An F-18 fished from the ocean, 10 helicopters damaged by a storm — The Navy is getting its butt kicked by bad weather

An F/A-18E Super Hornet thought lost to the sea has been salvaged.
Nicholas Slayton Avatar
Ships from Standing NATO Maritime Group 2, the Nimitz-class aircraft carrier USS Harry S. Truman (CVN 75), the Arleigh Burke-class guided missile destroyer USS Cole (DDG 67) and Italian Navy Carlo Bergamini-class frigate ITS Alpino (F594) sail in formation in the Mediterranean Sea, July 24, 2022. (Petty Officer 2nd Class Kaila Pe/U.S. Navy)

After two brutal losses to Mother Nature, the Navy finally scored a win this summer. On Aug. 3, the Navy was able to recover the F/A-18E Super Hornet that was knocked off the USS Harry S. Truman last month.

The fighter jet, part of Carrier Air Wing 1 on the Nimitz-class USS Harry S. Truman, was blown off the ship on July 8 thanks to what the Navy called “unexpected heavy weather.” One sailor was hurt during the incident. At the time, the Navy wasn’t immediately clear if it would try to recover the jet or not. But it seems they did. 

The Navy recovery operation found the Super Hornet roughly 9,500 feet below the surface. A salvage team made of several elements of the Navy used the multi-purpose construction vessel Everest as their base, going over to the part of the Mediterranean where the jet was lost. The team then used a CURV-21 remote-controlled salvage vehicle to rig lines to the jet, which was then hoisted back up to the Everest. It is being sent back to the United States, but it isn’t clear if that’s for repairs and redeployment or to be scrapped. (Check out The Aviationist for an exclusive photo of the jet after it was fished out of the water.)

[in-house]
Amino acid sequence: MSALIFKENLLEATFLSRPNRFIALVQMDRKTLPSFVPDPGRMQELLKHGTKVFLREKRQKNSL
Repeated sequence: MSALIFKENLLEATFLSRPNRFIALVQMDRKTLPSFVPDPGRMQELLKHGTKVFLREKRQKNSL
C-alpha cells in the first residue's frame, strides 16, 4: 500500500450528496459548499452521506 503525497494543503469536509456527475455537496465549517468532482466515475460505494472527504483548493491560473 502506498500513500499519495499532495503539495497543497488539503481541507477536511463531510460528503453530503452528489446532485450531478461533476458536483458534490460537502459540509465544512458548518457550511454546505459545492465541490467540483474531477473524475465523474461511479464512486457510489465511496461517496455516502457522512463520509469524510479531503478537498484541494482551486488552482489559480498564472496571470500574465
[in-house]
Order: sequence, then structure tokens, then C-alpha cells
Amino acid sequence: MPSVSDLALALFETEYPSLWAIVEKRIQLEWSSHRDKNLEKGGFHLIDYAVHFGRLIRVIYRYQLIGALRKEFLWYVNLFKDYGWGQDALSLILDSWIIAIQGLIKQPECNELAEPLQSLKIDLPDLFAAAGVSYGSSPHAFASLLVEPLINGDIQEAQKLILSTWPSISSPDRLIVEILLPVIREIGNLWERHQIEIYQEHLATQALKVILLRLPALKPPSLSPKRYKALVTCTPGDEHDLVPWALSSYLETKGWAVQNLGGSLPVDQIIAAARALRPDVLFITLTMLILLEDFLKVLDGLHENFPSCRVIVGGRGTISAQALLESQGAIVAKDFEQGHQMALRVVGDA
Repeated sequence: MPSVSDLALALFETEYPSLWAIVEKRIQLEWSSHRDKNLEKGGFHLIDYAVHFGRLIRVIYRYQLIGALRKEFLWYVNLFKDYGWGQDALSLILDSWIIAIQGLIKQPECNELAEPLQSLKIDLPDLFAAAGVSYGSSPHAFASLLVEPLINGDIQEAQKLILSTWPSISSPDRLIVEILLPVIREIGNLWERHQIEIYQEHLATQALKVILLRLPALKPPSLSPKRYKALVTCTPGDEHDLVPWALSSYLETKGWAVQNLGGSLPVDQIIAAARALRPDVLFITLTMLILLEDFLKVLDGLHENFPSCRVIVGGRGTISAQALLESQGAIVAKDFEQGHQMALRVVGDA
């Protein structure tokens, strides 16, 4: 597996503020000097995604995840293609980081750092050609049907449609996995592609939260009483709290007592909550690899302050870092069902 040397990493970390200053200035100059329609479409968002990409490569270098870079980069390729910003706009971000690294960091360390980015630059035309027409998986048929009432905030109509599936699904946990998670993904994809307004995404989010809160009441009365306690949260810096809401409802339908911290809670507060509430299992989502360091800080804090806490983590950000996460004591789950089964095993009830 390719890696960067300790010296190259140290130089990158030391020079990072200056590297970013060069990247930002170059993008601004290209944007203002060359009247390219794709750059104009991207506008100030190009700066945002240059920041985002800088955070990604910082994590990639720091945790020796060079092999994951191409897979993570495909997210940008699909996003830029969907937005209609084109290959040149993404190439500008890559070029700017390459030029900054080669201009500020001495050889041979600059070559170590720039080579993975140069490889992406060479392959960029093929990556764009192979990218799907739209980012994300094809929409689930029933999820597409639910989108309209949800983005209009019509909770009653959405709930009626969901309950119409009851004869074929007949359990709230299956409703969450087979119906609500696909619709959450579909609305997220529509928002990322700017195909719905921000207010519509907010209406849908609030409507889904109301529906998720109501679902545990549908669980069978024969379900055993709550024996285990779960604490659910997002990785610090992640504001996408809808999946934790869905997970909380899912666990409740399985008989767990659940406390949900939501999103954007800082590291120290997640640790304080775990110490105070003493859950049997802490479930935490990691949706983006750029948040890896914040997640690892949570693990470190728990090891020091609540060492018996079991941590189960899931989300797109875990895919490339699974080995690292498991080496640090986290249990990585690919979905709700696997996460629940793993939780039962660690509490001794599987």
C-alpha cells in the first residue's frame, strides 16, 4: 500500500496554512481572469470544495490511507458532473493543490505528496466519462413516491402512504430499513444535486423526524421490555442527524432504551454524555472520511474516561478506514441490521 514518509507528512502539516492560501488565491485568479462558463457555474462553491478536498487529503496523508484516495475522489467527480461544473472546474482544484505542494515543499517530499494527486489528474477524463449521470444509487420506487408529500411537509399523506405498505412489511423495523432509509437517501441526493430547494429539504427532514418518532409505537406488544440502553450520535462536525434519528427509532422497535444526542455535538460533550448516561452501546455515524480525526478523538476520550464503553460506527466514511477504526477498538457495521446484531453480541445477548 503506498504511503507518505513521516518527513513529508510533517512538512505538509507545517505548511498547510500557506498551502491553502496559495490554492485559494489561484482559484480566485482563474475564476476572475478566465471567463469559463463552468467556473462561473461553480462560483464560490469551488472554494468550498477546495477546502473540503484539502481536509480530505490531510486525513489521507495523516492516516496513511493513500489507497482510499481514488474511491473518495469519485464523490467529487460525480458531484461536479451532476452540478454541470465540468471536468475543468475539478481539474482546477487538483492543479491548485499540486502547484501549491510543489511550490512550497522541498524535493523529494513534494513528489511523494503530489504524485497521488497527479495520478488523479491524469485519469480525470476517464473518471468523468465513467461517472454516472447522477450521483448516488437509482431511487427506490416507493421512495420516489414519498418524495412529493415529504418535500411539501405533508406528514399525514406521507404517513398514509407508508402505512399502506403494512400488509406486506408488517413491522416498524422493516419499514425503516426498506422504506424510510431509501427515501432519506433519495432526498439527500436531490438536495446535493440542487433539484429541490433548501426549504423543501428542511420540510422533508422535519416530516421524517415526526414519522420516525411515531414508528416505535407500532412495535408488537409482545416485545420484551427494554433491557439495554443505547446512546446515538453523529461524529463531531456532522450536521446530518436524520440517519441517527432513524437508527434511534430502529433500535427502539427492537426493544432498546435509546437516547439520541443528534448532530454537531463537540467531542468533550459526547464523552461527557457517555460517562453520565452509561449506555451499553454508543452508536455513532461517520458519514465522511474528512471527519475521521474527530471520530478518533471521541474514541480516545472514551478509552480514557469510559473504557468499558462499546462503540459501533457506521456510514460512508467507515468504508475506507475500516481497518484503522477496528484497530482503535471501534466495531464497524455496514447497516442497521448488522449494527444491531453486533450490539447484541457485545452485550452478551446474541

It’s a win for the Navy, which at the time of the incident last month wasn’t immediately clear if it was going to attempt recovery or write off the fighter jet. Several military aviation mishaps have occurred in the last four months, but the USS Harry S. Truman incident was the only time this summer that a fighter jet sank beneath the waves (in January an F-35C II crashed into the ocean while trying to land onboard the USS Carl Vinson). 

It’s still unclear if it was properly secured when it was blown off the carrier. “The rapid response of the combined team, including SUPSALV and Phoenix International personnel, allowed us to conduct safe recovery operations within 27 days of the incident,” Lt. Cmdr. Miguel Lewis, U.S. Sixth Fleet salvage officer, said in a statement on the operation.

The F/A-18E’s weeks-long swim wasn’t the only incident in the last month where Mother Nature decided to wreck millions of dollars of the Navy’s hardware. On July 26, a severe storm tore through Virginia and hit Naval Station Norfolk. It damaged 10 helicopters, half of which were MH-60S Knight Hawks, with the rest comprising one MH-60R Sea Hawk and four MH-53E Sea Dragon helicopters.

Winds were so great that gusts reached as high as 60 miles per hour, according to locals near the base. Those winds toppled over and pushed the helicopters around the airfield, leaving visible damage, as photos of the aftermath show. That included overturned helicopters and bent and broken rotor blades. No one was injured in the storm, and it is currently unclear if the helicopters were properly secured ahead of time. However, the Navy is classifying them as “Class A Mishaps,” meaning either the vehicle was destroyed or damage exceeded $2.5 million. 

Heavy weather seems to have it out for the Navy this summer. 

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